If they want in they will get in. Wrong. If you make it difficult they will move on.
If I put bars on my windows a thief will think I have something of value and I will become a target. Wrong. As with the above, if you make it difficult they will move on.
I don’t want my house to look like a prison; our security solutions are extremely discreet and blend in with the surroundings to the point that your neighbors wouldn’t have a clue. Only you and the burglar know for sure.
Q: Do you consider the techniques mentioned about more or less effective than an alarm system?
A: A proactive approach is always the most ideal. Our products are without a doubt more effective for the fact that they keep out the thief, unlike an alarm that only tell you of a break-in. Our products also provide carefree ventilation and peace of mind.
Q: What are the main features that attract a burglar to a home?
A: Good neighborhoods that are well maintained property, nice cars, two income family. All these things spell money, jewelry, identification, etc. That is a hot target.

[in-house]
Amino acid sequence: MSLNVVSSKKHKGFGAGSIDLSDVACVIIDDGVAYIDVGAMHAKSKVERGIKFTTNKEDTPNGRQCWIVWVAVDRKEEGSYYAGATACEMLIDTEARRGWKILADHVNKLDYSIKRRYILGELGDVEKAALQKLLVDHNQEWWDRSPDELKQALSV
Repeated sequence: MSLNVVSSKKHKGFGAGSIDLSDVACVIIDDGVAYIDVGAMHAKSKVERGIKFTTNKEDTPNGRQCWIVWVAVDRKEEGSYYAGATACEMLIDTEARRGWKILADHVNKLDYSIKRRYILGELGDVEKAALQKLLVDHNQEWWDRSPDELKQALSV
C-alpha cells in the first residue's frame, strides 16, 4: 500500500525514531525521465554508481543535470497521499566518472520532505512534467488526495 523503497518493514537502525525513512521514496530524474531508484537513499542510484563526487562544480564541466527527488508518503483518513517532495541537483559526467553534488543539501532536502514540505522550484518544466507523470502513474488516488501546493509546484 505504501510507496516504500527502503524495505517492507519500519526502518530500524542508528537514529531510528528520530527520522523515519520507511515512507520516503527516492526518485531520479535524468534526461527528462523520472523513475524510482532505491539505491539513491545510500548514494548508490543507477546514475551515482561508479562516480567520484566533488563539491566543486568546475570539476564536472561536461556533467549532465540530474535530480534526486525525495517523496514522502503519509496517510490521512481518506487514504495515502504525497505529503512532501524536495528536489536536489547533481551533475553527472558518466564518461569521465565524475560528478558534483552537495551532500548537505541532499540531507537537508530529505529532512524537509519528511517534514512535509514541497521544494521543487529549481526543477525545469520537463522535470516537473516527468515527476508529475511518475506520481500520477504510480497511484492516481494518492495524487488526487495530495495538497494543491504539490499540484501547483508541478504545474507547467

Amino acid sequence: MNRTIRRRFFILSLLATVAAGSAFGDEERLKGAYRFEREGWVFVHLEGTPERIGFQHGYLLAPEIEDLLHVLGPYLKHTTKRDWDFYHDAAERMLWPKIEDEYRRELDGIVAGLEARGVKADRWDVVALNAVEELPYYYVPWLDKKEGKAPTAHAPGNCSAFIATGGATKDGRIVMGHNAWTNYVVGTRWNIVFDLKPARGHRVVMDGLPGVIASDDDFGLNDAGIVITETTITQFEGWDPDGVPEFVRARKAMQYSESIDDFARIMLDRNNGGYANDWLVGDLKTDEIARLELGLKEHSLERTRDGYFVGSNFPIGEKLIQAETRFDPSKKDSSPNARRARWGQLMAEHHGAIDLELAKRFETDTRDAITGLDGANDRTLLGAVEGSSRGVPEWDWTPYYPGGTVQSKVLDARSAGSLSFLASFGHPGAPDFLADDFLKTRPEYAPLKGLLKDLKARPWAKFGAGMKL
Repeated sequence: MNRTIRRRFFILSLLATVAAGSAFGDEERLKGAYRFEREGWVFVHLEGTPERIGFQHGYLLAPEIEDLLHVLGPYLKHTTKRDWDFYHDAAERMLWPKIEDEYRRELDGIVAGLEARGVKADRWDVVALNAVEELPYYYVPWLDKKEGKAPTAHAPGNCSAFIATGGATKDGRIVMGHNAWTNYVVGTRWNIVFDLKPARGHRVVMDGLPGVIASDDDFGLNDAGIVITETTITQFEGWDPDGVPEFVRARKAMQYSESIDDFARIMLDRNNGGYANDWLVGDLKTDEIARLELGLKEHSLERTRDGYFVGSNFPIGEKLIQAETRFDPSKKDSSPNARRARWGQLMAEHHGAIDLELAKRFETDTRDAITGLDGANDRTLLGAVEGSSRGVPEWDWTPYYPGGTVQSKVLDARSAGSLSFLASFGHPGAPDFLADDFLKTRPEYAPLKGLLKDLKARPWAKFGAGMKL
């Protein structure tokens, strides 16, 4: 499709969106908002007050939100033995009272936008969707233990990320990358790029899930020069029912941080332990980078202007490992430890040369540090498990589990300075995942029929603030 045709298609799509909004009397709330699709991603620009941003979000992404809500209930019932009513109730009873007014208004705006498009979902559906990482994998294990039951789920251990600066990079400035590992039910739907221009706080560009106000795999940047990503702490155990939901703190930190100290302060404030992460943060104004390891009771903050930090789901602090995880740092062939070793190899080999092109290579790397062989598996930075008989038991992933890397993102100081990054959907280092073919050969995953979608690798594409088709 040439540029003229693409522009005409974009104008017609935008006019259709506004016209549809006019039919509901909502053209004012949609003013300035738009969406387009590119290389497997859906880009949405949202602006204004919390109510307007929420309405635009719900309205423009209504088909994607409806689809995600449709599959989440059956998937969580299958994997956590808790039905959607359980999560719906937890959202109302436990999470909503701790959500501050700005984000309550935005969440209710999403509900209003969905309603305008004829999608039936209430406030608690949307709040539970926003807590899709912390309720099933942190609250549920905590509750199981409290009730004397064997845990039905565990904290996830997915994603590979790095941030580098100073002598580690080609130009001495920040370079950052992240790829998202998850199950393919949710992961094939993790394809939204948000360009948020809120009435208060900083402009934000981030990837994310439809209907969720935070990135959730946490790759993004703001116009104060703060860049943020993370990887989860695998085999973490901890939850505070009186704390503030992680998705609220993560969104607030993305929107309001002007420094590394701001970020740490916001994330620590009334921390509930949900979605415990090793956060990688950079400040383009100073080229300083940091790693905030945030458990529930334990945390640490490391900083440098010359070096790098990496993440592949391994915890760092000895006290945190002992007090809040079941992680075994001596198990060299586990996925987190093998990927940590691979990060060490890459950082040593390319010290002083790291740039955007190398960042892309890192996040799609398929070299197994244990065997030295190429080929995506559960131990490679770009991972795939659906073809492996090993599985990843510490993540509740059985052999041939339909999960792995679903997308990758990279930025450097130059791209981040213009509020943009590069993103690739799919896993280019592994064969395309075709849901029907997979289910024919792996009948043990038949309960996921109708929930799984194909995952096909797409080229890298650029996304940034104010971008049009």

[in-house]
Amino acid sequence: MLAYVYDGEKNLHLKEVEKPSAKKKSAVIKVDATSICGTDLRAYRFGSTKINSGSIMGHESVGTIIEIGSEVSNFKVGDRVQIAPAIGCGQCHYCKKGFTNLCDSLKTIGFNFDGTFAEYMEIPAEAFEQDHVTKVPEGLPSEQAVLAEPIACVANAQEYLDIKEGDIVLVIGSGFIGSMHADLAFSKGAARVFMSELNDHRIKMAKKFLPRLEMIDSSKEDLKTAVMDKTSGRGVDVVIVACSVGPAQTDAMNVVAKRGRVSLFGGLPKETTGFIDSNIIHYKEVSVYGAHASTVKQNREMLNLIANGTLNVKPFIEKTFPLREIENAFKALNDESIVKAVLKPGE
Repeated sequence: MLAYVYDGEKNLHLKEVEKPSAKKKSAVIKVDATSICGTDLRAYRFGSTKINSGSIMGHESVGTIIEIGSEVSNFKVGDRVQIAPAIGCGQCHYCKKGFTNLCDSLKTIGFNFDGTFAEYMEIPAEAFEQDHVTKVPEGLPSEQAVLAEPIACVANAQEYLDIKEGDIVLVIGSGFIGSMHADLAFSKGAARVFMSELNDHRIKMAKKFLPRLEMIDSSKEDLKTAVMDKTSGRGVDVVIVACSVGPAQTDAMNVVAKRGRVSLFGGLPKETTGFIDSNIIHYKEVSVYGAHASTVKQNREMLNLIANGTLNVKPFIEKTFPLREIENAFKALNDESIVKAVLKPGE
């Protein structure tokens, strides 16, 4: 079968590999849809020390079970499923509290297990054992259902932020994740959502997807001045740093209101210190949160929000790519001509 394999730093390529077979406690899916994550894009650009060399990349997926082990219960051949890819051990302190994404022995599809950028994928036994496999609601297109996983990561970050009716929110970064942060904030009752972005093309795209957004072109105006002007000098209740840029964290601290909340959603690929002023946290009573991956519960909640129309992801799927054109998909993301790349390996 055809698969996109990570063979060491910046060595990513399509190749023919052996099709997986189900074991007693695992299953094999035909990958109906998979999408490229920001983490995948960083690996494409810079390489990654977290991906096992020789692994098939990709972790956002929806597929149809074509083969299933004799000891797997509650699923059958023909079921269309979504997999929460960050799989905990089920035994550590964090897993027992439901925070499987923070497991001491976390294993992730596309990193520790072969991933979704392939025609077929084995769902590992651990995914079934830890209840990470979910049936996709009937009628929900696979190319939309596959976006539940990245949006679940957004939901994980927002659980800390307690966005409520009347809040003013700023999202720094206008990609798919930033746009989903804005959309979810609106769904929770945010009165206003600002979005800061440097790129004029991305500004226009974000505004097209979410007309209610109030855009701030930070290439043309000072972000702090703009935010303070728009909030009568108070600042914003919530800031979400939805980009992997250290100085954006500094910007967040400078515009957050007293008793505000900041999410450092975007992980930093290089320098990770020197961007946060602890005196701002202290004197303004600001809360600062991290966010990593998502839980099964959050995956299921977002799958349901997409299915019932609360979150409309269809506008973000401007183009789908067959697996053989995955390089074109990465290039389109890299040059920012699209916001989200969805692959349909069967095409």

Q: Do you have any security advice for people who may either be renting out part of their homes or renting an apartment?
A: No problem with renters. Often, they would be a benefit for the sake that the chance that someone is home is greater.
Parents, have you at some point tried to tell your kids that you’ve got “eyes in the back of your head”? It’s a nice fairy tale but the fact is that you can’t always be aware of what’s going on every second of the day. At a young age, you are oblivious to the dangers of the world. It’s impossible as a parent to keep an eye on your kids every second of every day. Let’s face it, kids are bound to get into trouble when you let yourself blink. Even more unfortunate, is the fact that they’re often smarter about doing it behind our backs than we like to give them credit for.